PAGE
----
March 14, 2010

Random babblings: Of Elephants and things

Despite a gloomy pall spread across the mid-Atlantic states by four days of rain, the first morning of Daylight Saving Time found me feeling pretty good.  There's been much dukkha lately, much wanting to think about changes that should be made for future happiness and security, and just as much avoidance of thoughts on that subject.  The result has been a lot of time feeling anxious and sorry for myself, and then feeling annoyed at myself for sinking to such depths.

My current infatuation with Jack White has both helped and harmed in this situation.  His music's become, depending on the tune, a wonderful release, an escape, a comfort, and a distraction.  But learning about the man himself has been a tad confounding.  He's apparently a kinetic fount of creative energy with a work ethic that's renowned in the industry.  And there lies the rub.  I'd like to be inspired by him, but instead his example makes me feel ashamed of being such a lazy sod who can't get off her duff and figure out what to do with her life, who'd rather play than work at stuff that doesn't have at least some element of fun, or at least interest, to it.  I imagine White's photo in the dictionary next to the definition of "Type A personality", and that just ain't me.  But there are times when perhaps it should be.  

So today's indulgent escape was a drive up to Gettysburg National Military Park.  The US Civil War's been an interest of mine for years, ever since I moved to Maryland and began exploring the state.  Sitting as it does between Virginia & Pennsylvania, MD's surrounded by Civil War history and multiple battlefield sites:  Monocacy, Antietam, Manassas, Fredericksburg and Chancellorsville, and Gettysburg are the most well-known of the bunch.  Amazingly, the area around Gettysburg hasn't yet fallen to the developer's axe.  In the years I've been going there, I've noticed the addition of a couple of shopping/movie complexes and a few industrial parks, but none of the rampant house building that's spread so virulently closer to home.  The place seems to still be largely agricultural, and that makes a visit to the battlefield feel, to at least a small degree, like a step back in time.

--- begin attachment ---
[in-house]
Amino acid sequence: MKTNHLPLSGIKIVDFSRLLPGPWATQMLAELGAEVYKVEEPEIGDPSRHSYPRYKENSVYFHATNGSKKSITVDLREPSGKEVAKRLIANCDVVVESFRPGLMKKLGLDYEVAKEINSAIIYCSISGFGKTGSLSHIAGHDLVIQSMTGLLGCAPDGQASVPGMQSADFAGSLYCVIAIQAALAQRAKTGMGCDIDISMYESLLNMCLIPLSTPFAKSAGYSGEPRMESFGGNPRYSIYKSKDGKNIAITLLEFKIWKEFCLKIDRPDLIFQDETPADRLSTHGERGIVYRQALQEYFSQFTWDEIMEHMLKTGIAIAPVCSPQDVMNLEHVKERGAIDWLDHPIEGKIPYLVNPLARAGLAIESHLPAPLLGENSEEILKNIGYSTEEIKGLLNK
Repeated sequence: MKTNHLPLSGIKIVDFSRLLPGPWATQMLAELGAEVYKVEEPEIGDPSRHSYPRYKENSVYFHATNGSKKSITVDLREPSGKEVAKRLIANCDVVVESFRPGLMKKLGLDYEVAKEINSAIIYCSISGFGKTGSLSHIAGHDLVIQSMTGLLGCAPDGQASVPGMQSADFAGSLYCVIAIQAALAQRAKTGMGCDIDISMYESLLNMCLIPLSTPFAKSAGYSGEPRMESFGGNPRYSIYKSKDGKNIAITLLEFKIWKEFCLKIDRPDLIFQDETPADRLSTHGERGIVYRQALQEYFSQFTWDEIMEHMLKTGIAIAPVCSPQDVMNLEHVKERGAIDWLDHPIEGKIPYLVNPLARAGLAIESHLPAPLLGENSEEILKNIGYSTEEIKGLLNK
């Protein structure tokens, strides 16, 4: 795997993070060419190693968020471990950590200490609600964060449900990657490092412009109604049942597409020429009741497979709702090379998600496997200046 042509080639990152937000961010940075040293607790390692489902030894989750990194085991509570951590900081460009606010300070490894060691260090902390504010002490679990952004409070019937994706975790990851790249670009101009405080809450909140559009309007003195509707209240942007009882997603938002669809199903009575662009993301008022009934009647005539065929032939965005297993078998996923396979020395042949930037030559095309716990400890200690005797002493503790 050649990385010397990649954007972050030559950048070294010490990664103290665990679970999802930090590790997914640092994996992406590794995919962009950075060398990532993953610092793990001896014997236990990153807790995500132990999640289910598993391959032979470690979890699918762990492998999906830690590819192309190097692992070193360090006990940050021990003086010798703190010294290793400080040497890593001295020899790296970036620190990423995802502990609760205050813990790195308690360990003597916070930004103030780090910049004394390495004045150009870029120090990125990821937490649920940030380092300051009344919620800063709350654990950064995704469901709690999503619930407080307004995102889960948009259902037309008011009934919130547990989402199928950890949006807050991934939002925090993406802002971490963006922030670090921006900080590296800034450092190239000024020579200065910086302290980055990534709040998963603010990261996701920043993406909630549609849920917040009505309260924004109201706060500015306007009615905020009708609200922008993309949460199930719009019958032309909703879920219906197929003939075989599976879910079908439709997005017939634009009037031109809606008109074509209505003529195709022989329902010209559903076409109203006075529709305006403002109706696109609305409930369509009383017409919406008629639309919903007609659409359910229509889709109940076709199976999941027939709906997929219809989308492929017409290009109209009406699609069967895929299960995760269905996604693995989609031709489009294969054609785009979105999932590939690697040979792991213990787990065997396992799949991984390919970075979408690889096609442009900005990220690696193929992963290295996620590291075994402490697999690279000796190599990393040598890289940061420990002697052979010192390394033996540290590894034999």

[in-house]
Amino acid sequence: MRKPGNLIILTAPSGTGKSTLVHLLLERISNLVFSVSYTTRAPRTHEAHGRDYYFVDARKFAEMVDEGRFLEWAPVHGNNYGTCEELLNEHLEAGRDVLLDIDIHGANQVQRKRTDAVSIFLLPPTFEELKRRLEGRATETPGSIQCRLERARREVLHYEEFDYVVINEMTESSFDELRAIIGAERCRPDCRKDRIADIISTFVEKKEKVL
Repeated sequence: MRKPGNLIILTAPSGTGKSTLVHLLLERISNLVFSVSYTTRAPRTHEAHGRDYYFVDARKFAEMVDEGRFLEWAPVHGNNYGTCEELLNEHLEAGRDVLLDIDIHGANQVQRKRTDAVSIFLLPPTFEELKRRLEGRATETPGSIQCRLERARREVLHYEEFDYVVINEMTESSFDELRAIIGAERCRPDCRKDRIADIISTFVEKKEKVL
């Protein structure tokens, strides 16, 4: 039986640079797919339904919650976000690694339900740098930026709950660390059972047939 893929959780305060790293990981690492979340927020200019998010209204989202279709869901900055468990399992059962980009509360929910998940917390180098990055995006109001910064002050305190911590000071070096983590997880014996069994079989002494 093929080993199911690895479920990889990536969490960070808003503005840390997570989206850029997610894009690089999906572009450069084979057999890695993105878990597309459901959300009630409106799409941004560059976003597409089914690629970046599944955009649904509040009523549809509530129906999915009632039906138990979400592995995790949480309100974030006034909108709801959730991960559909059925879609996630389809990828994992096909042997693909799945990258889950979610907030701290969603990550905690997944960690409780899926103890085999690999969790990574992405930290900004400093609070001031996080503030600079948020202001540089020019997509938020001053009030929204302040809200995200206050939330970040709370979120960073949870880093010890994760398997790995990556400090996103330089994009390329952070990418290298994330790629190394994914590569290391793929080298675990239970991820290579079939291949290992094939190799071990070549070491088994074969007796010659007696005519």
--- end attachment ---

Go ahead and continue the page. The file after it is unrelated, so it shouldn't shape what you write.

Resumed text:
I hung out for a while at Devil's Den, within view of Round Top and Little Round Top. Some of the most brutal fighting of this three-day battle took place in the space called the Valley of Death, between the Den and the Round Tops, when Confederate troops swarmed over both the rocks and the Federals who'd been holding ground there.

Civil War soldiers spoke of going into battle as "seeing the elephant" and the elephantine, rain-slicked boulders of the Den fit the expression well.  Fortunately, the rain that soaked the rocks also kept the tourist crowds at bay and only a few were climbing about, having their photos taken to look as if they were holding up the gigantic formations with only a fingertip.  So I was able to wander and shoot and attempt to imagine the carnage.  I've read a bunch of books and articles about the Civil War, but I've yet to find anything that satisfactorily explains what motivated the men on either side of the conflict to engage in killing each other in such a barbaric manner.  I understand it from a psychological perspective.  It's fairly obvious that the vast majority of the lower troops just plain had no clue what they were going to face, that some atavistic, testosterone-driven urge excited them to sign up and serve the cause of their chosen side.  Imagine their surprise when the fearsome form of the elephant first came lumbering towards them.  Yet from an empathetic standpoint, I just don't get it.  The men leading the troops had all faced war before, and they didn't hesitate to do so again when Sumter fell.  Robert E. Lee himself famously stated, "It is good that war is so horrible, or we might grow to like it."  I think that Lee understood even less than I do.